Personally, I don't think that people that clip are aware of the fact that, if the bird gets lost, the fact that they are clipped compounds the danger they are in which is why I provided the links to studies that prove it. I also don't think that it's because of a lack of expertise in handling because, for what I have read, people who clip as a lifestyle choice just keep on doing it even after they've had the same bird for years and years.

In my personal opinion, clipping will become a thing of the past and I base this on what I read posted on birdsites. There was a time when EVERYBODY clipped (and we had terrible clips like the unilateral and the harsh standard) or kept their birds in cages (and tiny ones at that!) more as ornaments that anything else but, nowadays, you have more and more people who don't, who see their birds as beloved companions, complex sentient and feeling beings that deserve better treatment than a plant.

As to better quality of life for the bird... well, I think that this is something that has been and will continue to change - an evolving paradigm shift in bird husbandry, if you will. People are now much more aware of their birds needs -both physiological and psychological- and more effort, time and money is put into improving their living conditions from housing to light to diet to toys, etc. But I think that the most important change has been that whereas before we used to think that some birds were bad, period, we now try to understand the reasons behind their behaviors and correct what is making them act up.

As to not treating the people who don't agree with us as enemies, well, of course we should not! But, on the other hand, we need to remember that if it wasn't for the people who advocated (and argue :D ) for better conditions, all these improvements wouldn't have happened so fast or in such a large scale. Change only happens when there is force behind it and peer pressure or acceptance of a particular behavior is a huge factor. Seagoatdeb talks of the 'reality' of pet parrot life but reality is not a static, unchangeable state. It changes as perceptions change. What was reality to us 20 years ago in terms of what proper bird husbandry was is not the same reality we have nowadays. And this is what gives me hope.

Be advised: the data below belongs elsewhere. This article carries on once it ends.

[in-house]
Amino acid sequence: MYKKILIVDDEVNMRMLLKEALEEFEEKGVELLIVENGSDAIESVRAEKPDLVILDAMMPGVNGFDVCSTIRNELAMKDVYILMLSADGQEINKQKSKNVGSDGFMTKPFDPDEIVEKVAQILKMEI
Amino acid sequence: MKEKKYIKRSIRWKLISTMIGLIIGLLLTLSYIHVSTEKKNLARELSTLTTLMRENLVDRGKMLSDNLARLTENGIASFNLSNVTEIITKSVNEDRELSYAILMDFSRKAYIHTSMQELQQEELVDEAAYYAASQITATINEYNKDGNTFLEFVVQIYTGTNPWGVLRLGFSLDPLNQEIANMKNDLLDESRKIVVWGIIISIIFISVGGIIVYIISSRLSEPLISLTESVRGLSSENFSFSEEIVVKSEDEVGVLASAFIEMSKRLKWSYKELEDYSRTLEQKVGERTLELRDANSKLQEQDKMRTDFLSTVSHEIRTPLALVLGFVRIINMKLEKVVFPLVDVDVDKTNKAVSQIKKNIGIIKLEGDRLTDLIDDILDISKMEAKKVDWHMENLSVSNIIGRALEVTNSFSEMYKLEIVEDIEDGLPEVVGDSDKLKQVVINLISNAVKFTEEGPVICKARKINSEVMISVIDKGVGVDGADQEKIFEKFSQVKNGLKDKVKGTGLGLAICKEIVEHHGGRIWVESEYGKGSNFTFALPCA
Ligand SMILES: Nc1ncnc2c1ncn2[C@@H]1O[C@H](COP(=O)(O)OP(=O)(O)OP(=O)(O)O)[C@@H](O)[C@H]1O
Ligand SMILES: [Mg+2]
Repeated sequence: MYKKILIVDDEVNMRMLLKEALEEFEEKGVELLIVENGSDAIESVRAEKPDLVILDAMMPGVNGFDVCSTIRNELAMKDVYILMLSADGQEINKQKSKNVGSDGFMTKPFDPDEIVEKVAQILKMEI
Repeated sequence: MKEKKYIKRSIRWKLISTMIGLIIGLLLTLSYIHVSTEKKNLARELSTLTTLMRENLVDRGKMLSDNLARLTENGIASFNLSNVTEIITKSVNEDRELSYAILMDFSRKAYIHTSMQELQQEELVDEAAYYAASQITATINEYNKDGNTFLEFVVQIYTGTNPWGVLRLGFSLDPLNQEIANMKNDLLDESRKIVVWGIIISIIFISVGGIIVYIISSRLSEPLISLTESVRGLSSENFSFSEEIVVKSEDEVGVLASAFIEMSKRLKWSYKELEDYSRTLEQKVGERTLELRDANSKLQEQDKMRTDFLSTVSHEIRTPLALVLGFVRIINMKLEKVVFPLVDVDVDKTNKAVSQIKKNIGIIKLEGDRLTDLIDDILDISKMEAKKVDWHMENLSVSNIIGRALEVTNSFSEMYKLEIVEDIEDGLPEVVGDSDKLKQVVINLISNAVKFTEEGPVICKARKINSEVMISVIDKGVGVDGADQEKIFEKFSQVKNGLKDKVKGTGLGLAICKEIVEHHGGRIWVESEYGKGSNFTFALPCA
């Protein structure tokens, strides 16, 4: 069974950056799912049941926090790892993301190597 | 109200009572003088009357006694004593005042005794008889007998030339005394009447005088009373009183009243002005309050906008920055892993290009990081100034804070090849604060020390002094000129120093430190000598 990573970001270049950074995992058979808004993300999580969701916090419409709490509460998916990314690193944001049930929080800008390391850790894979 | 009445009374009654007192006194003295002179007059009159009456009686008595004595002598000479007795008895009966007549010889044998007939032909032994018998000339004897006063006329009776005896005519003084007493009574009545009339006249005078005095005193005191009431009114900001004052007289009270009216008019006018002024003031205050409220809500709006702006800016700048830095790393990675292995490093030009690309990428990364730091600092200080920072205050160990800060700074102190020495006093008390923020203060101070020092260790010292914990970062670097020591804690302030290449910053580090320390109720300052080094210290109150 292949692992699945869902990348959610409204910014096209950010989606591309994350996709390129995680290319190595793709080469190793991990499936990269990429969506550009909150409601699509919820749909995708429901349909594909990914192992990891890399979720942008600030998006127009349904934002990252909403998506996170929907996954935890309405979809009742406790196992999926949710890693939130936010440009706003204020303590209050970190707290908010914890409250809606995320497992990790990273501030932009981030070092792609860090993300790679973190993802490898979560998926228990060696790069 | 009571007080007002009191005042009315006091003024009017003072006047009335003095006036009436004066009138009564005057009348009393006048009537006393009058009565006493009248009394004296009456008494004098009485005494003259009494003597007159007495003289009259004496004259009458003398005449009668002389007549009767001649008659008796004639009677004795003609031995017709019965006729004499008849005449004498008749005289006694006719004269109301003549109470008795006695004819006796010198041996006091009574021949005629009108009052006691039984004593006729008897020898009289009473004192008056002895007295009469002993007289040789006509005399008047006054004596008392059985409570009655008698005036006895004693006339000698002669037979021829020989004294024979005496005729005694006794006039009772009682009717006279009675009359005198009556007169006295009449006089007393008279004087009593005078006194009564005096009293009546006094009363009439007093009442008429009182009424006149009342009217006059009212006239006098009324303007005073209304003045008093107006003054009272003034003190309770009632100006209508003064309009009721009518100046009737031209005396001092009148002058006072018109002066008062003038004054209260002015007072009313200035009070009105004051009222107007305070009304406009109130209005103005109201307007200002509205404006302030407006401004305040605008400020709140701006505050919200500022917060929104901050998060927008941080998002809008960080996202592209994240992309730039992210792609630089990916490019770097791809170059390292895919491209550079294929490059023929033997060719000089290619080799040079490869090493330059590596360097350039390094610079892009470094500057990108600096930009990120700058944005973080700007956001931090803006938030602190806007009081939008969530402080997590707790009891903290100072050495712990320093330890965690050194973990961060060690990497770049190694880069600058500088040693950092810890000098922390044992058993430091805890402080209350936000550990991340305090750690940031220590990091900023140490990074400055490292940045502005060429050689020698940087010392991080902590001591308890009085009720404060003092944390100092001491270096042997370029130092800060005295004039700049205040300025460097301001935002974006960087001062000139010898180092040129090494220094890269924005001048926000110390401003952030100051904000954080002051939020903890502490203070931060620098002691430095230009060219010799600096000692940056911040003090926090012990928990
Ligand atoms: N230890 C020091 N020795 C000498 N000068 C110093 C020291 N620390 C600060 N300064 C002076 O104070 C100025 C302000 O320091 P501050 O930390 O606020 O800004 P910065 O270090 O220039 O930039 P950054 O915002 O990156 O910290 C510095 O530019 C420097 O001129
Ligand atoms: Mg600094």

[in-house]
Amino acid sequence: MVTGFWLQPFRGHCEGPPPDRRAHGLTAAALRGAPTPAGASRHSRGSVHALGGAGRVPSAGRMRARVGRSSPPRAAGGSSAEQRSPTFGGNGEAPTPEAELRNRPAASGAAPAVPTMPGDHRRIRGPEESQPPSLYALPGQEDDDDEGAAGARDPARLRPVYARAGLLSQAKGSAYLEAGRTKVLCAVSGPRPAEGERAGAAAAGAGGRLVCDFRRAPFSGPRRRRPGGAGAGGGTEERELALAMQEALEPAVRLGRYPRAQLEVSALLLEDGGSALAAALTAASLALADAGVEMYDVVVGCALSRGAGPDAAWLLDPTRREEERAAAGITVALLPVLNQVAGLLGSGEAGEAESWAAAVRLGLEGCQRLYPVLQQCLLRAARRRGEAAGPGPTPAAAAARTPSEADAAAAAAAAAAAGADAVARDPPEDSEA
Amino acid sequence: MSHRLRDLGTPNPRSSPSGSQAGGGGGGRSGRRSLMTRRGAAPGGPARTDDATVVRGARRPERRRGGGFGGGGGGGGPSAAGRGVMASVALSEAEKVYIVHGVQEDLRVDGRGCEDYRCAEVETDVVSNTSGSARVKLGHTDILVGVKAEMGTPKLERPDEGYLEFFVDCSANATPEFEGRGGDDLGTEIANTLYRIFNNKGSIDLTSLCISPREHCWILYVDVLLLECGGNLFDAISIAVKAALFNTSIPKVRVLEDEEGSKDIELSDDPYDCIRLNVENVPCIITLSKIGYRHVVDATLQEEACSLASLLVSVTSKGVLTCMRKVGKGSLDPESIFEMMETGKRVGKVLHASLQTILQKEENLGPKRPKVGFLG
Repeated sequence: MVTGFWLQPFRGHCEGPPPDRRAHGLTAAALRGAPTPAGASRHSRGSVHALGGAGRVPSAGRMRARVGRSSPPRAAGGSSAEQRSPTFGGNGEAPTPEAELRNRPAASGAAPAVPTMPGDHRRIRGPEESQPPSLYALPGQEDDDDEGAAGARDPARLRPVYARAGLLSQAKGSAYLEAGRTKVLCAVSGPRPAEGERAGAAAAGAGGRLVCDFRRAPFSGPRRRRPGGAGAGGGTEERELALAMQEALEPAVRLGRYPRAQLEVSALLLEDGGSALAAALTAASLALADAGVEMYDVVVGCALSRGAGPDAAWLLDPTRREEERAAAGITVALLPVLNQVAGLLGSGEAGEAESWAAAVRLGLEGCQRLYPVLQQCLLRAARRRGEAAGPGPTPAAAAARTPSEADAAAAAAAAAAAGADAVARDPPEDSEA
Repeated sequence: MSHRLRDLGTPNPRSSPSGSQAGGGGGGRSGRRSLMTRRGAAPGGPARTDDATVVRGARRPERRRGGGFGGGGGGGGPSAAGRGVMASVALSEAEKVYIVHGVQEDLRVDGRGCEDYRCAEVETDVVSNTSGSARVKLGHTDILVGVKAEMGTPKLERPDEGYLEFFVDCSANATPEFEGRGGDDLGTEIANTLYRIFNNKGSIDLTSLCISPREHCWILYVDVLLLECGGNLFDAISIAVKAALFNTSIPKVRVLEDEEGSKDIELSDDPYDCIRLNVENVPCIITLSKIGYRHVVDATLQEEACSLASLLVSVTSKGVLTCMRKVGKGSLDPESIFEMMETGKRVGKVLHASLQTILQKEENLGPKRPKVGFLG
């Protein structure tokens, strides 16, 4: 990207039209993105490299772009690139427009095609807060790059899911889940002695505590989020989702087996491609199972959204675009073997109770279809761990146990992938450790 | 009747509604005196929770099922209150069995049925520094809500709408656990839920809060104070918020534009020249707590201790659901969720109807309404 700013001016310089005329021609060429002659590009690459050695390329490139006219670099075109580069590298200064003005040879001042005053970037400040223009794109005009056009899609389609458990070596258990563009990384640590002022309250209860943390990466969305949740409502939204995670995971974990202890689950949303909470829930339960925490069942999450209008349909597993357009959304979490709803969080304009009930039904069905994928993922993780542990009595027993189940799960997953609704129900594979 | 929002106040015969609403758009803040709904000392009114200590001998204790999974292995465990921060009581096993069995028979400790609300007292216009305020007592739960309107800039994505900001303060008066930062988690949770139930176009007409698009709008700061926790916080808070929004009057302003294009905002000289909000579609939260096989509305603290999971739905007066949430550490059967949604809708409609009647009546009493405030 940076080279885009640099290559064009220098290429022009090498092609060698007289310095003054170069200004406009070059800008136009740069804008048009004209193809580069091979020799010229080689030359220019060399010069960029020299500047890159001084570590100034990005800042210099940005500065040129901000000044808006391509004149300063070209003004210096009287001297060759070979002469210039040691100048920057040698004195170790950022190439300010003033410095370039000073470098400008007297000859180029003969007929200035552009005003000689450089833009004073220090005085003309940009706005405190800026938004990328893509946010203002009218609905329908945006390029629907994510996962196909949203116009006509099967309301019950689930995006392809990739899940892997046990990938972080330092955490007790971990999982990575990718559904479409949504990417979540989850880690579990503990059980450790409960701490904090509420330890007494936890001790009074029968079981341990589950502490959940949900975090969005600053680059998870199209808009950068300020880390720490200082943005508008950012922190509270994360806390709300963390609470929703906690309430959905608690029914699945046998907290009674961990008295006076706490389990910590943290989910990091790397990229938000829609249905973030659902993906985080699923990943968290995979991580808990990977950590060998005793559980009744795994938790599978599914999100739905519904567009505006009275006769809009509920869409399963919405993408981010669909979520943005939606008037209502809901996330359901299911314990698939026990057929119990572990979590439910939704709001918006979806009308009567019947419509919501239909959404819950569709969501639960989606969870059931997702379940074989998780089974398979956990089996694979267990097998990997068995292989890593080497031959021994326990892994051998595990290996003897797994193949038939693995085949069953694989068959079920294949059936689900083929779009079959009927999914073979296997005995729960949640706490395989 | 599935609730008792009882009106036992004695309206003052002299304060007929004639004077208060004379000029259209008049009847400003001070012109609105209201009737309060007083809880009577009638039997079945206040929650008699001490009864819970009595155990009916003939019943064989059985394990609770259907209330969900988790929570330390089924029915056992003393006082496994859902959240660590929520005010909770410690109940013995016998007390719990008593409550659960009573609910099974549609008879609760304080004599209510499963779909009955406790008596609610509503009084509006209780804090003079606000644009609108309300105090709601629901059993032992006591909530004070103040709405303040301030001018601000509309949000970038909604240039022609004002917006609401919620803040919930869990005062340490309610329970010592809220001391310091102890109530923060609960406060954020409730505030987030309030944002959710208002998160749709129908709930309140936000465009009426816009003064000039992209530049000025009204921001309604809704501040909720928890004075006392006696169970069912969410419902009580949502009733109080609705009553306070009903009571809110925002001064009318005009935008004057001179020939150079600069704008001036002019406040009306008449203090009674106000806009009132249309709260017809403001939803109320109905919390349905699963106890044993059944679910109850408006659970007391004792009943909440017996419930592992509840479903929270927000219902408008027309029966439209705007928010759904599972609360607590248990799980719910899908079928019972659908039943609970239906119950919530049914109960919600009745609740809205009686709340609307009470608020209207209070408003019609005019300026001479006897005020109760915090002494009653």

In conclusion, I hope that people who think they are insuring their bird's safety with clipping realize they are not - same as people who feel they can only handle a bird if it's clipped will realize that a bird does not need to be clipped to be handled, that utilizing proper techniques for bonding and training, anybody who wants to put the time and effort into it can learn to do it.
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Re: Let's Talk About Clipping

Postby Wolf » Thu Apr 28, 2016 12:58 pm

Not argueing with anything that you are saying about clipping and I think that in time this will become a thing of the past but probably not until we can sit down and listen to each other first. Unless people feel safe in opening up and talking then this will not happen . Yes you are putting the most effort into advocating for this change at least on this thread and that is not a bad thing. but I would like to hear from more people on this topic than just you , seagoatdeb and myself. I want to hear from the people themselves about how and why they are clipping as well as what they hope to accomplish by it.

I am not attempting to muzzle you or anyone by this and I am not speaking as a moderator in this other than that I started this wanting to hear from those who practice clipping. There is not much use in my presenting a lot of scientific evidences or anything else until I hear from the other camp. There is more to this than just scientific evidence, which anyone can find and read at anytime, but I don't know what it is. There are many questions in my mind about this and unfortunately you don't have the answers. They are the type that I can only get from them. I just want to hear from them about this.
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Re: Let's Talk About Clipping

Postby seagoatdeb » Thu Apr 28, 2016 1:42 pm

I dont think it will ever become a "thing" of the past. I have seen groups that favor clipping and come down on members who dont clip. Thats the reality. I am in the middle, using clips if needed and very mildly, so as to retain the health benefits. But the cliping issue is really not the biggest issue with the parrots. It is the realtionship between the parrot and person, that will change each parrots life for the better if we support that.